The sex, wasn’t primary in this book. It was there, and some of it was pretty long, but it wasn’t pages and pages of sex with a bit of plot thrown in. Ryder was still a bit OTT with the dirty-talk, but it wasn’t so much that I got pissed off. However he did wax poetic a bit much, it seemed that much of his dirty-talk had turned into love talk. It got a bit tedious, but I can’t complain about it too much because the readers needed to be sure that Ryder loved Cyn and was behind her totally. The tedious plot points of conflict between Ryder and Cyn were gone (we had new conflicts, but they were much easier to deal with).

I wasn’t lost on the plot, characters or inside jokes. If you understood what was going on in the previous book, nothing new was added, and some of the lesser characters you needed to know were missing.

What Cyn went through in the pit from the last book was a big part of this book. What she went through, and how it affected her in the present, and how she dealt with it was a major plot point. We see her POV from memories and dreams. How she and Ryder dealt with it and each other was a main focus for this book.

Of course we have the “great war” and although it was a major part of the last book, it wasn’t such an immediate and overwhelming part of this one. This book was more about what Cyn went through in the pit, how she and Ryder dealt with it, and dealing with the preparations of going to that final battle. The actual battle scenes take place in the last 80% of the book.

Cyn and Ryder are able to get the whole picture of the sequence of events that lead them to this point, where truths were told and lies were uncovered, and the truths of their existence and purpose in life were finally revealed.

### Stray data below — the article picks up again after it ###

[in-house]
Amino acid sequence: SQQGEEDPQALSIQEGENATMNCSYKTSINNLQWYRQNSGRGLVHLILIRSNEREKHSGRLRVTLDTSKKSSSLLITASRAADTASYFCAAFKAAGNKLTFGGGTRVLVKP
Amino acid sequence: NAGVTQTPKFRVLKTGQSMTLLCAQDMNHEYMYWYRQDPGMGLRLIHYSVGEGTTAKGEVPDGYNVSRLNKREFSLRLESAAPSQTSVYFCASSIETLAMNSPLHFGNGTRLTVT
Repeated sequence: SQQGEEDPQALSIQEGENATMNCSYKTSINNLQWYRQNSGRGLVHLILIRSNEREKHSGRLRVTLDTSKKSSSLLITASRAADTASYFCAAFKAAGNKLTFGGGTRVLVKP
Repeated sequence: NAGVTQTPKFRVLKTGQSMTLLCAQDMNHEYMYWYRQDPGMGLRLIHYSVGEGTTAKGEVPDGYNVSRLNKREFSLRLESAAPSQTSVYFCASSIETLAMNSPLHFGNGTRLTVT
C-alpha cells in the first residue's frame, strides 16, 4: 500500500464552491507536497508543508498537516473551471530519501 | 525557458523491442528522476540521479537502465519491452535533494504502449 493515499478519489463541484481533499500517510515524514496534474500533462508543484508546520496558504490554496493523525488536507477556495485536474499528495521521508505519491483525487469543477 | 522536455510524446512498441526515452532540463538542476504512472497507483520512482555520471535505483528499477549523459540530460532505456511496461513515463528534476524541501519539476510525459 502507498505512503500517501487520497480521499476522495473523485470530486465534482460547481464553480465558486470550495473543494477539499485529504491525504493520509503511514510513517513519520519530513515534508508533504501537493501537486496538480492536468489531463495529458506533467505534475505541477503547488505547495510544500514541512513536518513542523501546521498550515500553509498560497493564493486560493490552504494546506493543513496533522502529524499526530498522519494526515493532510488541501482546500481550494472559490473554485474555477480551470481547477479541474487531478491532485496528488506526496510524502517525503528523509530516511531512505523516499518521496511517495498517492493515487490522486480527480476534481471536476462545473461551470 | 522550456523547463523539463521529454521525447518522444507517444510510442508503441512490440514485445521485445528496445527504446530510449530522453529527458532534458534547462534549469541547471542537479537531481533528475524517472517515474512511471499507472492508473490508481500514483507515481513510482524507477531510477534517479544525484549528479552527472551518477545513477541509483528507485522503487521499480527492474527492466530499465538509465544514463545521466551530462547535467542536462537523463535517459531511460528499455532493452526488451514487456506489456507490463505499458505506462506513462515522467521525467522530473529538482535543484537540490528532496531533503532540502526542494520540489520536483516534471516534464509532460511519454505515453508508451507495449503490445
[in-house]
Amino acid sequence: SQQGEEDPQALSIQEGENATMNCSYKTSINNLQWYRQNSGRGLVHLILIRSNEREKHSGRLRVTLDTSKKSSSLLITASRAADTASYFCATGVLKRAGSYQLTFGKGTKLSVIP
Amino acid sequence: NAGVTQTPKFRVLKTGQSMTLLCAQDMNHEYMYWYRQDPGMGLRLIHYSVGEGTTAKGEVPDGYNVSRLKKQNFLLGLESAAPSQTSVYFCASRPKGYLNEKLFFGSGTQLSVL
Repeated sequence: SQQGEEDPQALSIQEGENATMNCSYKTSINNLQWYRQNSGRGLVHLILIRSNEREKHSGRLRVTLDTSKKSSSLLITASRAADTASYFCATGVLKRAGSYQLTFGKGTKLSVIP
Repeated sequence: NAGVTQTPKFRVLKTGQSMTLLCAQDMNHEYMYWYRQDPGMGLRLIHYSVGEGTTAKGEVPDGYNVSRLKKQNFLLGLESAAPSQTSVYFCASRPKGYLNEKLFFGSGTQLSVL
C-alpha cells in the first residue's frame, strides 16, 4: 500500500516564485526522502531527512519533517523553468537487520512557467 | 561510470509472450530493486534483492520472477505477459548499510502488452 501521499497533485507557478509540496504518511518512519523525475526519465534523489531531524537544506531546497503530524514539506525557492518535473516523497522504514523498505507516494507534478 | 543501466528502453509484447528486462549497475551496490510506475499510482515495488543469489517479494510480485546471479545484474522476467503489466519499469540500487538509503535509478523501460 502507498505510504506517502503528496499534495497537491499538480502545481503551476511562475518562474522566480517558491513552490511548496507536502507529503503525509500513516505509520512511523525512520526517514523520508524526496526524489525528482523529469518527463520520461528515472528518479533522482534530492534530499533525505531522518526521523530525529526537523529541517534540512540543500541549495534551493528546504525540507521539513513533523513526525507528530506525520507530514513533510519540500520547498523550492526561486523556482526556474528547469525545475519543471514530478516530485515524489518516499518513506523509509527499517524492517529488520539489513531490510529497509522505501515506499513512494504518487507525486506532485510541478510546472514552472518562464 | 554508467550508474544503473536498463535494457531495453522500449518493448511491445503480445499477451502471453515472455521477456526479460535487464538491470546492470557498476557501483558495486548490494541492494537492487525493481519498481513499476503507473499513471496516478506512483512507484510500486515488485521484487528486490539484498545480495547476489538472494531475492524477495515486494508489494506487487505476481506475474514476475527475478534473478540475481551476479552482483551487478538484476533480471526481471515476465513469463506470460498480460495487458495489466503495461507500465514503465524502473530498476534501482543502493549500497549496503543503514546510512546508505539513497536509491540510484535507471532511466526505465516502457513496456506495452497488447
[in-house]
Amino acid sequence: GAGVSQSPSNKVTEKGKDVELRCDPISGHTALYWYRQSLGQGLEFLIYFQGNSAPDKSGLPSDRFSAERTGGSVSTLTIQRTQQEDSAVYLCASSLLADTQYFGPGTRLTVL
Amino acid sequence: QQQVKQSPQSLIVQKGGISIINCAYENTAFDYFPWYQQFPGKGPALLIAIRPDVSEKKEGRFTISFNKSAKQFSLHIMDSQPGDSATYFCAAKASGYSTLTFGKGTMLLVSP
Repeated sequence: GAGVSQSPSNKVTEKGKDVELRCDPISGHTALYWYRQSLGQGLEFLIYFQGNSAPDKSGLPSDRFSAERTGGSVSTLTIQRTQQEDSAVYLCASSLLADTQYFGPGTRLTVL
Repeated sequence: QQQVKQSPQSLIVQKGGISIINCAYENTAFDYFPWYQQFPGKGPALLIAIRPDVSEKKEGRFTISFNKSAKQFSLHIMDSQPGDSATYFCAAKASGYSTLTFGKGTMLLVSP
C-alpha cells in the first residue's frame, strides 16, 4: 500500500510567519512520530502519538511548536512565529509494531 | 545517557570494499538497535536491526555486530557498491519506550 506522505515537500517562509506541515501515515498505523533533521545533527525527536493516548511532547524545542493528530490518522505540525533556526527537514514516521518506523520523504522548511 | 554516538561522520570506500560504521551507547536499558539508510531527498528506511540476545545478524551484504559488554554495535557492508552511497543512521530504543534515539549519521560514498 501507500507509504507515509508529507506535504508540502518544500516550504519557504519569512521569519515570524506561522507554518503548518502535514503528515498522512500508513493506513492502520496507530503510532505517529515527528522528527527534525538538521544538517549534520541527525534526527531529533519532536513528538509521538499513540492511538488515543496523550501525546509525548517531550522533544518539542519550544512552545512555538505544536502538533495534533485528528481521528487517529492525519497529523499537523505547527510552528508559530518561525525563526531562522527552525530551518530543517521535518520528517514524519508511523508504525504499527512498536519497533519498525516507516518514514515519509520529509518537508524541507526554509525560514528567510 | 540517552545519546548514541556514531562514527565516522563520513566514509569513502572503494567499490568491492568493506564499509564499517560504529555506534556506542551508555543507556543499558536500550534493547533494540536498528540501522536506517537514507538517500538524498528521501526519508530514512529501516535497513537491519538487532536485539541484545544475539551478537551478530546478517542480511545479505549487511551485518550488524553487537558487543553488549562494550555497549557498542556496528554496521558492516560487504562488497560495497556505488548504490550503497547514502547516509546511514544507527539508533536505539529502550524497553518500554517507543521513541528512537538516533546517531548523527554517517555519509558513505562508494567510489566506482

We get to see Cyn and Ryder’s kids as they grow since they show up twice. The first time they are just about to be teenagers, and at the end of the book they are in their early twenties. So this was a nice way to grow them up for the following books, which I have no doubt will be their books.

All in all, this was a great book. I felt much better about it than the previous books, and am actually interested in re-reading it. It was as if the previous book was showing how far Cyn and Ryder had fallen as characters in general, and this book brought them back to where they should be.

So, don’t stress out about reading it if you are worried about being disappointed. Also, it was definitely not the end of the series in that no further books will be written about these characters, but it buttoned up their main arc, and cleared the board for the future. In fact, the final epilogue sets up the next possible book nicely.

Note:
There are scenes of "rape and torture" but they aren't the trigger inducing kind. We relive the horrors Cyn goes through while in that pit, and there are no humans or realistic events that could possibly be equated to what someone would go through in real life. Although, Cyn's feelings on the matter are very relatable. ( )
  Rellwood74 | Feb 18, 2021 |